director Ben Affleck. It was the highest compliment to Ryan, who says she prefers to "hide away in characters, rather than have them come to me."
Of course, critical raves and awards have a way of making the lauded actor more recognizable, and the attention she received for playing Helene altered
Ryan's life in several ways. "It definitely changed my career, without a doubt," she admits. "I owe a big thanks for that. But it also brought on a bigger responsibility to make important work choices, not to repeat myself." She noticed a similarity in the roles coming her way. "It was unimaginative casting," she says. "You felt they were saying, 'Look, a drug-addicted mother—let's get Amy Ryan!' "
Instead, Ryan took on a role that was the complete opposite of Helene, joining the NBC comedy "The Office" for a few episodes as Holly Flax, the new human-resources director who, in the words of John Krasinski's Jim, is also a "major dork." Whether Holly was imitating Yoda or rapping for the camera, Ryan's fearless and funny work was a stark contrast to the traditional dramatic roles that had earned her the nickname "Crying Ryan" among her friends. And Holly's romance with clueless boss Michael Scott (Steve Carell) proved there is someone for everyone. Asked if Holly was always intended to be so geeky, Ryan laughs. "I don't think so," she says. "I feel like in my first episode they were sort of testing the waters and then saw they could capitalize on my true goofy nature and just ran with it."
Though Holly was shipped off to another branch, viewers have never given up hope that she might one day reunite with Michael—and this season they'll get their wish, when Ryan returns for several episodes. This is Carell's final season with the show, but Ryan is mum on any plot lines. What she will say is that anytime "The Office" calls, she'll be there: "I could never resist; it's just too much fun. And I adore working with Steve Carell. I'll follow anywhere he goes."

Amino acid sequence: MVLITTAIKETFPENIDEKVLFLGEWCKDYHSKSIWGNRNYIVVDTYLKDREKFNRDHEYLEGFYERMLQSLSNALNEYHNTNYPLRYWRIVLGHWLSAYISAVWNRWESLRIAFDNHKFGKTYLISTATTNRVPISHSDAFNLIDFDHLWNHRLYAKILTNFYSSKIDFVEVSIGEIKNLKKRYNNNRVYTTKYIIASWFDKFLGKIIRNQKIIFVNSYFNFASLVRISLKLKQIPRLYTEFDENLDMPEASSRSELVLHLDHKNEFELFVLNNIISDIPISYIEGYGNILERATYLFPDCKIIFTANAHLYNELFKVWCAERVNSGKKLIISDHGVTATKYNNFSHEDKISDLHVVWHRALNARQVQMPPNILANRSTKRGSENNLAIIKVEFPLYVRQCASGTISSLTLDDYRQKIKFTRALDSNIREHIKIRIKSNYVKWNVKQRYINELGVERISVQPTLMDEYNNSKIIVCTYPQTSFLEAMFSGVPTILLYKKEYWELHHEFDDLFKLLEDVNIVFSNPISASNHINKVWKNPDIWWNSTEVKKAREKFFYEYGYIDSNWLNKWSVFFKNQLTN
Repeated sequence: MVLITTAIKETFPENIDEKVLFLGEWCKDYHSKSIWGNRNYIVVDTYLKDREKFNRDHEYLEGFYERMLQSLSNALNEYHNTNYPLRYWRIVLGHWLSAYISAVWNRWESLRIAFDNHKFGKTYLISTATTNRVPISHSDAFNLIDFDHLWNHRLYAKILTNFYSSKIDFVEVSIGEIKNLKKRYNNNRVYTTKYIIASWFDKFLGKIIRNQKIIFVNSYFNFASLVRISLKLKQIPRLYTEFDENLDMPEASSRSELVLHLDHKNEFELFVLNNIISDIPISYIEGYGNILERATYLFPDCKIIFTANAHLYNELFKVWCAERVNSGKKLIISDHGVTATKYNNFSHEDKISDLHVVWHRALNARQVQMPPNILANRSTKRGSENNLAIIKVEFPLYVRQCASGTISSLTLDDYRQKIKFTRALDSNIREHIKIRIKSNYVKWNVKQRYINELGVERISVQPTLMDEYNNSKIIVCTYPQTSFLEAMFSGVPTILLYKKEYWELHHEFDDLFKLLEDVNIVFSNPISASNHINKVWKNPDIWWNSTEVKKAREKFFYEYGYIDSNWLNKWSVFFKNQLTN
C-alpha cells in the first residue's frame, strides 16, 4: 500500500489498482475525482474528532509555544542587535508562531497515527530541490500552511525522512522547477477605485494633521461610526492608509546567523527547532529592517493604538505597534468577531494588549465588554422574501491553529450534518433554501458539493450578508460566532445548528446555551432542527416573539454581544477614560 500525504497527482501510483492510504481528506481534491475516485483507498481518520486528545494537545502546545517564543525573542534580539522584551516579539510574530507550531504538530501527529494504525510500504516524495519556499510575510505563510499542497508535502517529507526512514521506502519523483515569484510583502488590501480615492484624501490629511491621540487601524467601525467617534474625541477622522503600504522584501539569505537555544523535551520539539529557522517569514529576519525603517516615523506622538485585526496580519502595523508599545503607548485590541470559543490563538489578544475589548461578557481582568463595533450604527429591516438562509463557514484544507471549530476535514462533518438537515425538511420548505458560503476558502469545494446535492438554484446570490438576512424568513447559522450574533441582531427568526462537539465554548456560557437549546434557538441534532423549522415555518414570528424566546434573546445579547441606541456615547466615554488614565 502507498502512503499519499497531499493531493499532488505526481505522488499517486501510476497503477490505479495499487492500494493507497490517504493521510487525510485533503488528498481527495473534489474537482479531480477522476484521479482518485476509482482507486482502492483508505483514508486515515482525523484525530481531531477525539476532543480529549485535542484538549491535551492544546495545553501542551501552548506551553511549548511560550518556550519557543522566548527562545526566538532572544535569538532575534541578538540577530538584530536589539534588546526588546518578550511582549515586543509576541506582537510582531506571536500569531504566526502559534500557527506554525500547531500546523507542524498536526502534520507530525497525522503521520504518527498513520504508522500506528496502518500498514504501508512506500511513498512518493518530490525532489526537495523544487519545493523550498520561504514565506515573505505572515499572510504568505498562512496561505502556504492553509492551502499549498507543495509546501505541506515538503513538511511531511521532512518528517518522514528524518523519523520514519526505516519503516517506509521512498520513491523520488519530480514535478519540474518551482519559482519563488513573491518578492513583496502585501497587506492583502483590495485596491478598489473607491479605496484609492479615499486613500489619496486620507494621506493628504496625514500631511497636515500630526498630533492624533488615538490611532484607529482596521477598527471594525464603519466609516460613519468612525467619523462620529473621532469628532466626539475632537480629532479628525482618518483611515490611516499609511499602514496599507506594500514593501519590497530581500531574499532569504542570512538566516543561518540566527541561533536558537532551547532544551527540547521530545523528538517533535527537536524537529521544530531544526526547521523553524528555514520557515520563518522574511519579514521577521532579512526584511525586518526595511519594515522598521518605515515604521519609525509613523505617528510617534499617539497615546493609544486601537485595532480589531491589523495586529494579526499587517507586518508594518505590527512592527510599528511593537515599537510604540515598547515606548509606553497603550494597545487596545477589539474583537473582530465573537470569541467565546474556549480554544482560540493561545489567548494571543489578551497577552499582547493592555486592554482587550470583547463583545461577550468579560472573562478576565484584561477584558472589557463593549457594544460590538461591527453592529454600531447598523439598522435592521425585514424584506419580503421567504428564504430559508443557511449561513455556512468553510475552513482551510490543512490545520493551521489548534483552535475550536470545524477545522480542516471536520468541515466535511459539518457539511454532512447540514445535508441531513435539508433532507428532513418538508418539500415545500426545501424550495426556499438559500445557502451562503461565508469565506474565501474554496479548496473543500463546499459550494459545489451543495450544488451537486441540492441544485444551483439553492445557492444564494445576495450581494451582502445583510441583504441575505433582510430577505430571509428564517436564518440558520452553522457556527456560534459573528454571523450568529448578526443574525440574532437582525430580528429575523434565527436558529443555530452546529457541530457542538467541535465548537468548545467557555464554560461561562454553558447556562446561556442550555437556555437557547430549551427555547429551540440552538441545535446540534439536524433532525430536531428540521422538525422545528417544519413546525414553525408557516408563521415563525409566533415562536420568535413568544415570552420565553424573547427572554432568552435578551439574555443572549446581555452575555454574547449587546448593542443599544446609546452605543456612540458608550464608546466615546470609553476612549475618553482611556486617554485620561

Not that Ryan has abandoned the serious roles that have been her bread and butter. Recently she was seen onscreen in Philip Seymour Hoffman's debut film as a director, "Jack Goes Boating," playing a shy, damaged woman cautiously entering a relationship with an equally wary suitor (Hoffman). Ryan was handpicked for the role by Hoffman, with whom she co-starred in the films "Capote" and "Before the Devil Knows You're Dead." According to Hoffman, Ryan was his only choice for the part. "She brings a fragility yet a strength to a very unique character," he says. "You recognize this person as someone you know."
"Capote," in which Ryan played the wife of Chris Cooper's lawman, Alvin Dewey, is important to her for several reasons. First, it was one of the first times she "truly showed people what I could do, vanishing into a part," she says. In addition, the film was written by actor-writer Dan Futterman, who is now head writer (with wife Anya Epstein) on "In Treatment," the HBO drama that Ryan is joining in its third season. She will play therapist to Gabriel Byrne's therapist, a role Ryan found intriguing on several levels.
"I try to look for stuff I haven't done before," she says. "And here I am, playing a professional, sitting in one chair opposite another actor, doing 25 pages of dialogue in two days. It's a thrill." Working on the show reminds Ryan of her experiences in theater; the series is even shot like a play, with very few interruptions: "We rehearse the first three hours of the morning, really get a run at it, then shoot about 12 pages at once. Then we stop and do it again, for different camera angles. It's intense, but really exciting."
Like most of her projects lately, "In Treatment" came to her as an offer—another advantage of her raised profile. "Not having to audition as much anymore is amazing. It's one of the greatest gifts an actor can receive," she says. "But at times I do enjoy auditioning, because if you just get a job, you might find yourself wondering, 'What did they see in me? What will I bring to this? Are they asking me to repeat something?' So sometimes it can feel more substantial if I feel I've proven myself."
Ryan admits there were times she would go into an audition room anxious to prove herself: "I would get excited if my agent told me, 'They weren't going to see you, but I got you in,' or if someone told me right off the bat I wasn't right for something. I liked the healthy competition of 'I can show you.' " She recalls a time at New York City's High School of Performing Arts when her teacher told her, "I don't think this is for you." "I kept my cool and listened," she says, "but inside I was like, 'Fuck you! We'll see about that!' And maybe he did it on purpose—who knows?—but it worked for me. Sometimes no is a good thing to hear."